The Ritz, Raleigh
Tuesday, Feb. 16, 2016
In a post-Drake world—where hip, emotionally vulnerable music has returned to the Top 40—we’ve seen the zeitgeist turn toward an archetype: the masculine, sensitive R&B star. I can’t imagine anyone following pop music somehow avoiding this trend; it sometimes seems to be the moment's de facto soundtrack. Artists and labels alike have realized they can pair emotions (genuine or not) with that addictive chopped-and-screwed R&B sound that Drake and The Weeknd popularized and just enough sex appeal and rap bona fides to work in traditional hip-hop and pop lanes.
Following the breadcrumb trail of weirdo greats like Jeremih and co-sign kings like Partynextdoor and Post Malone, Bryson Tiller seems to be the moment's big upstart. Thanks to approval from Drake
and blog buzz, the guy has had a stratospheric come-up. At last glance, his recent hit “Don’t”
was sitting at a cool sixty three million views. But Tiller’s music is a fuzzy Xerox of nearly everything his precursors have done better. His songs hit the same logical endpoint that cloud rap did a few years ago—bland weed-smoking stuff that’s inoffensive and easy to market to trend-loving Tumblr kids.
Tiller’s live set Tuesday night at The Ritz was heavy on fog and colored lights, obscuring him in an amniotic haze. Things got somnambulant after a while, especially since Tiller isn’t a dynamic performer. As the night wore on, I started to realize my issue with him isn’t his sleepwalking stage presence, or his production, which sounds like serviceable Noah Shebib worship.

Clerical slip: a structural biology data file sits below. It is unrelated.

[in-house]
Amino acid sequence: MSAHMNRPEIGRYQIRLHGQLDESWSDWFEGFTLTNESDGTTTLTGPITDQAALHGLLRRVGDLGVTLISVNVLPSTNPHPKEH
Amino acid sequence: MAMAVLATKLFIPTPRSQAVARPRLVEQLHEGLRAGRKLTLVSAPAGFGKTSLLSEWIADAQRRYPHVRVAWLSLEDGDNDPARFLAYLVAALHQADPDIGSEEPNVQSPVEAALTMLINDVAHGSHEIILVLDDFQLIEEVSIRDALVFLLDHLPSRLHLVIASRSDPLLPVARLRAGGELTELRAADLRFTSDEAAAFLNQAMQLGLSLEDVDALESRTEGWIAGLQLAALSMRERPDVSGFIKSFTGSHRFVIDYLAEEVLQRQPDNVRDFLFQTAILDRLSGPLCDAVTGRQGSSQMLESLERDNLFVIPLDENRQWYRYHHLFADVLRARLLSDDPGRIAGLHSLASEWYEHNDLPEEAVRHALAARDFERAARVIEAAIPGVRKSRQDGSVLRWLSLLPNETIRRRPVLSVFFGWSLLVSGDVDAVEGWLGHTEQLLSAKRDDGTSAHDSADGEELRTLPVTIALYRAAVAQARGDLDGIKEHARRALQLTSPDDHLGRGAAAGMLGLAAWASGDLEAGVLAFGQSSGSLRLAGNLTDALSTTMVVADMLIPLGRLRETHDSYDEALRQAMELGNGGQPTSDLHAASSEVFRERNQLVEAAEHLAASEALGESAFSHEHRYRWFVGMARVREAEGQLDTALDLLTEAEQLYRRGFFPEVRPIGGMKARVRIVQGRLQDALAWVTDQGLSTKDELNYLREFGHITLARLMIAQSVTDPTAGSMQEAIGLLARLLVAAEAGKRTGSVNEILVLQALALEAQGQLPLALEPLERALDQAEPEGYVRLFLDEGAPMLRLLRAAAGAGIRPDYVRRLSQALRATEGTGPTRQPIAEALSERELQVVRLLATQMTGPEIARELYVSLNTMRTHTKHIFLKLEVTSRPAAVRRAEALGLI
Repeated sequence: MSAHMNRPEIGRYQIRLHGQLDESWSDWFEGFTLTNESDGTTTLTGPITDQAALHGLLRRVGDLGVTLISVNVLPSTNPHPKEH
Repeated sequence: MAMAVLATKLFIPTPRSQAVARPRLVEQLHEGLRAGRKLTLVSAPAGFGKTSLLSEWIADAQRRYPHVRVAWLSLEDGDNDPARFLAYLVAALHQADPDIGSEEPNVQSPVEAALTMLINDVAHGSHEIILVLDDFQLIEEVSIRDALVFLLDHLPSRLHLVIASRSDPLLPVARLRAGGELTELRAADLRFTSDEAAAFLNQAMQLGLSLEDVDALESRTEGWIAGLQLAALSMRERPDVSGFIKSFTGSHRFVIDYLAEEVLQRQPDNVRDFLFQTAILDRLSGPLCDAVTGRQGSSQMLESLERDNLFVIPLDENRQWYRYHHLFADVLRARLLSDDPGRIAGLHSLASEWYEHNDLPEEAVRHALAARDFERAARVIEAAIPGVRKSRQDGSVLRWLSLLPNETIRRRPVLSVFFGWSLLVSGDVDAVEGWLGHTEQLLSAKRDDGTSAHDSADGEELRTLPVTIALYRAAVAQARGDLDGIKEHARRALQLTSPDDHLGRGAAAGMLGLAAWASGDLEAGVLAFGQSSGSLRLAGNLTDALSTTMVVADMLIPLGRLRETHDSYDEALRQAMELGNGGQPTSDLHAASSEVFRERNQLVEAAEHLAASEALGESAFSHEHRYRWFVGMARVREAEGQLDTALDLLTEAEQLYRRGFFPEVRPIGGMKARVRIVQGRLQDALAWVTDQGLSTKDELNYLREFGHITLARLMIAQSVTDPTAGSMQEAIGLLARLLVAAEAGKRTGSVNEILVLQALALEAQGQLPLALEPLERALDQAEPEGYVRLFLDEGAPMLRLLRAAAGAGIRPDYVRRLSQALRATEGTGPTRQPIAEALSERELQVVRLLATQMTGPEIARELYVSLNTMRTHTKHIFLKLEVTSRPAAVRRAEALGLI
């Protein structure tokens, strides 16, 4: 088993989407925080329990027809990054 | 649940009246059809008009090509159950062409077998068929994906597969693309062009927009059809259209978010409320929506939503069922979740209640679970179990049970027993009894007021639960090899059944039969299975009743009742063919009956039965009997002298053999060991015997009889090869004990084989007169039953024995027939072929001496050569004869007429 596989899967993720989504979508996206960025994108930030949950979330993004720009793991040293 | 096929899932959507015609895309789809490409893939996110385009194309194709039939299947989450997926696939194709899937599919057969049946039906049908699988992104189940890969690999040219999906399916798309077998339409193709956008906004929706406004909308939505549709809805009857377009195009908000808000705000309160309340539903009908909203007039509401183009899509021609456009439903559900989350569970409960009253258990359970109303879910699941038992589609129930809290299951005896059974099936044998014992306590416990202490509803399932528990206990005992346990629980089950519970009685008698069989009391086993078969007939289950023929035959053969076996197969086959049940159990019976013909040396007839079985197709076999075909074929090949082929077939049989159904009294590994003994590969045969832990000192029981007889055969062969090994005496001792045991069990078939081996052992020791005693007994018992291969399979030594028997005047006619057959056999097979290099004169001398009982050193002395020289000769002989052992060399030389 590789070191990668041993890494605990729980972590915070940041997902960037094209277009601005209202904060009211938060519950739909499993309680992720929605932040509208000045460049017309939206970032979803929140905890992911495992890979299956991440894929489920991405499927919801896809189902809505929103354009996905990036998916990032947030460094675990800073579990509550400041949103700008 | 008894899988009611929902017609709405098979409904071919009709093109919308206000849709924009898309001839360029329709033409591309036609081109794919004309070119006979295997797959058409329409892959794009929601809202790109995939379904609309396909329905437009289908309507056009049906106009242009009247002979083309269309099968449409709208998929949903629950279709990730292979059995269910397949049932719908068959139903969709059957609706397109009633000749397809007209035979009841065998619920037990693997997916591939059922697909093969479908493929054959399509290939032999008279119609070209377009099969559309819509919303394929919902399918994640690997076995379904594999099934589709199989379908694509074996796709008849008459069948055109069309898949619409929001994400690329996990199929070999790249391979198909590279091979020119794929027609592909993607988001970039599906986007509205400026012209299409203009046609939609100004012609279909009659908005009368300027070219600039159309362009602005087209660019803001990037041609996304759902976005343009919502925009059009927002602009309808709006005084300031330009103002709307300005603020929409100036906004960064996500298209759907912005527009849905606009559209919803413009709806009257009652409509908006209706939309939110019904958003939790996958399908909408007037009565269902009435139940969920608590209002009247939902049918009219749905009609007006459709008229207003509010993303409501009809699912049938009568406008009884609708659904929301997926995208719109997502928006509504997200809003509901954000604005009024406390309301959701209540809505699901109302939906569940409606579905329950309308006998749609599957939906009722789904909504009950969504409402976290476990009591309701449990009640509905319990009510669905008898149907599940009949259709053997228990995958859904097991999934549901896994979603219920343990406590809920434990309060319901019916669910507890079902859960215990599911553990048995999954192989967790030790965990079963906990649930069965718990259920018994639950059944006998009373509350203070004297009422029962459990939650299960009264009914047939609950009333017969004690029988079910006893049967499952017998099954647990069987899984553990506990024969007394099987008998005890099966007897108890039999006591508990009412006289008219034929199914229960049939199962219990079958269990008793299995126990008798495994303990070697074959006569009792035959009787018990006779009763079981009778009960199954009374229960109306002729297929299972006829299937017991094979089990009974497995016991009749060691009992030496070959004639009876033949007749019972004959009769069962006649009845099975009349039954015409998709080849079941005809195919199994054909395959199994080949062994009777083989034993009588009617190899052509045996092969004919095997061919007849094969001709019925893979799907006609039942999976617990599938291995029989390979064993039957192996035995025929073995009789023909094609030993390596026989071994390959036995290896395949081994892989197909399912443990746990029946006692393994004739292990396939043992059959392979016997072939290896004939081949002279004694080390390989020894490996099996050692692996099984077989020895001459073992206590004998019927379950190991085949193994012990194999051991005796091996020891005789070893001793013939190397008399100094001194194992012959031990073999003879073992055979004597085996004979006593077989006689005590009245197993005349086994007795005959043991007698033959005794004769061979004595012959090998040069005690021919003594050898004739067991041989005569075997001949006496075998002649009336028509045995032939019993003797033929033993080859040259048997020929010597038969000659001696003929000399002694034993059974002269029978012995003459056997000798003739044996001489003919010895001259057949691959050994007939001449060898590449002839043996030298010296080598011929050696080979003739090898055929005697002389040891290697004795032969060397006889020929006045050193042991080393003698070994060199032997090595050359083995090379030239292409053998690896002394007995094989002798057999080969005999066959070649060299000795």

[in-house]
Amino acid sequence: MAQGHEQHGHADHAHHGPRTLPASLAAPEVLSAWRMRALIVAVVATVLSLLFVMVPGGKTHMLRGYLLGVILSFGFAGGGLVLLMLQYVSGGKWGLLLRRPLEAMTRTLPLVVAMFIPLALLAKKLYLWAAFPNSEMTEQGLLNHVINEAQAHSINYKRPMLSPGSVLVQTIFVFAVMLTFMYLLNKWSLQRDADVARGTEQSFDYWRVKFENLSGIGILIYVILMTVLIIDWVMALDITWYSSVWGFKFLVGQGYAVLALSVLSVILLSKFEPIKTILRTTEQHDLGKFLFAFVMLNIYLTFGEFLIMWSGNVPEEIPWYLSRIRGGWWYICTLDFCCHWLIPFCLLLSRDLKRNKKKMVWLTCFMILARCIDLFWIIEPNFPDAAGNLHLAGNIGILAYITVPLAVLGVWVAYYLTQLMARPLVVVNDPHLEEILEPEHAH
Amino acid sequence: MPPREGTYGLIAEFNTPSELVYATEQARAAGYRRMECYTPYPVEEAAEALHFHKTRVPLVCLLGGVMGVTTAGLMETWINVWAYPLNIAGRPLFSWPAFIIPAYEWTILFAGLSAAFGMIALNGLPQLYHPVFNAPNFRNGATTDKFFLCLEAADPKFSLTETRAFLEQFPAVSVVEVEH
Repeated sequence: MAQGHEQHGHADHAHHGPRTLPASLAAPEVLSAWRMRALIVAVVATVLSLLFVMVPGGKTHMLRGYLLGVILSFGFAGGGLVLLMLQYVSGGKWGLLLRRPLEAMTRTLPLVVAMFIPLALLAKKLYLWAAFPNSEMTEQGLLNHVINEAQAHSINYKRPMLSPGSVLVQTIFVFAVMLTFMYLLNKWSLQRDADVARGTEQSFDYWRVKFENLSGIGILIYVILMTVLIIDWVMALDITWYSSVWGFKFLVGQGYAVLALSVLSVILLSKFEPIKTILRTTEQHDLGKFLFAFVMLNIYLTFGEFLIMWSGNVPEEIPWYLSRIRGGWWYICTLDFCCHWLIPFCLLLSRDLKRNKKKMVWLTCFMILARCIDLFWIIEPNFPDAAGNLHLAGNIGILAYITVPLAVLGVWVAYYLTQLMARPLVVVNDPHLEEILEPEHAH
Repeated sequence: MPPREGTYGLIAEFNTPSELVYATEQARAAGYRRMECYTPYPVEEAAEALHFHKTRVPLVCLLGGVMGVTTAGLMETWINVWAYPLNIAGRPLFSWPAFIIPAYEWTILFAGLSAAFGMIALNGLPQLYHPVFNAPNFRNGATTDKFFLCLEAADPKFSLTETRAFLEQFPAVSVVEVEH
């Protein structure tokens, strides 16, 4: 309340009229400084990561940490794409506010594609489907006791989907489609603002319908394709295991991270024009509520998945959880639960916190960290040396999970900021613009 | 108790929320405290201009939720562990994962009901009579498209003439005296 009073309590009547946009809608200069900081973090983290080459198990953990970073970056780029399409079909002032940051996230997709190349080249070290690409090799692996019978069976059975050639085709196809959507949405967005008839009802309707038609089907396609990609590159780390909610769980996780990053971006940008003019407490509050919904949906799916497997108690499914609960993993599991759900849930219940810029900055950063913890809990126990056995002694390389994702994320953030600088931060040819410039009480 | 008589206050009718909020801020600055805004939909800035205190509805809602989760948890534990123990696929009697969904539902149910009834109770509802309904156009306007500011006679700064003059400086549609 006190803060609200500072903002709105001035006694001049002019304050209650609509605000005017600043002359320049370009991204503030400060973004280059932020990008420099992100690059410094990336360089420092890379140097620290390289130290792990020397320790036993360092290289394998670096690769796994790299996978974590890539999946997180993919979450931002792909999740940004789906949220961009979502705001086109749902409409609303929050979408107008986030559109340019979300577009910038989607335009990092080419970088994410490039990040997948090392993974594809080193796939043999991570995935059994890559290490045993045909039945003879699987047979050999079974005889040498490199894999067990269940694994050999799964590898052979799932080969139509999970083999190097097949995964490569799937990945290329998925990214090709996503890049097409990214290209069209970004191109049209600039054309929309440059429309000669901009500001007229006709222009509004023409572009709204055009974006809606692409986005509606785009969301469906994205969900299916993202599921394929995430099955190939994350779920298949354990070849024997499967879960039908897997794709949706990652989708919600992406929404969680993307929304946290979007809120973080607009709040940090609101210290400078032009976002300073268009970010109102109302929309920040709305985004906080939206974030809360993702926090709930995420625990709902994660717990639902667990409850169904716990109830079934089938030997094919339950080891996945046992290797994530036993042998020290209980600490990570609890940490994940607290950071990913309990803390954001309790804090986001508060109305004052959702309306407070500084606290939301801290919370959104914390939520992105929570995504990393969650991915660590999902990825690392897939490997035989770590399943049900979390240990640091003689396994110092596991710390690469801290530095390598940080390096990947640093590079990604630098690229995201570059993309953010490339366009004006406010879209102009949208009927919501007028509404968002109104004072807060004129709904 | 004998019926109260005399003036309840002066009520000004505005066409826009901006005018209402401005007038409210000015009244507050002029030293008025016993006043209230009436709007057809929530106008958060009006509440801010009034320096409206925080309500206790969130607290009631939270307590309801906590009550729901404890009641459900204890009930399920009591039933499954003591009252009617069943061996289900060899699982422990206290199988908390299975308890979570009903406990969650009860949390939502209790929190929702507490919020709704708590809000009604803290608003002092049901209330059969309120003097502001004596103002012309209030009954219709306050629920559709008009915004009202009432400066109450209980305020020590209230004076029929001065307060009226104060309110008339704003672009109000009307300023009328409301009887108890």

It’s his lyrics, which represent a certain kind of pseudo-intellectual person who thinks he's smarter than he is. His lyrical content is so surface-level and focus-grouped, readymade to woo someone’s ex or subtweet your own. I could level this complaint with Jeremih or Drake, sure, but they keep things consistently interesting instead of constantly resorting to half-baked Instagram captions like “looking for a bad bitch/I finally found a culprit
." It says a lot that there’s a popular Bryson Tiller parody Twitter account
that tweets out skinless “deep” thoughts to the tune of more than a million followers.
To his credit, Tiller has some of the most devoted teenage fans I’ve ever seen. For a guy with such a small discography, they don’t just love him, they love
him. He didn’t sell his lyrics with charisma, but it didn’t matter—the crowd, offline and momentarily IRL, carried every word for him.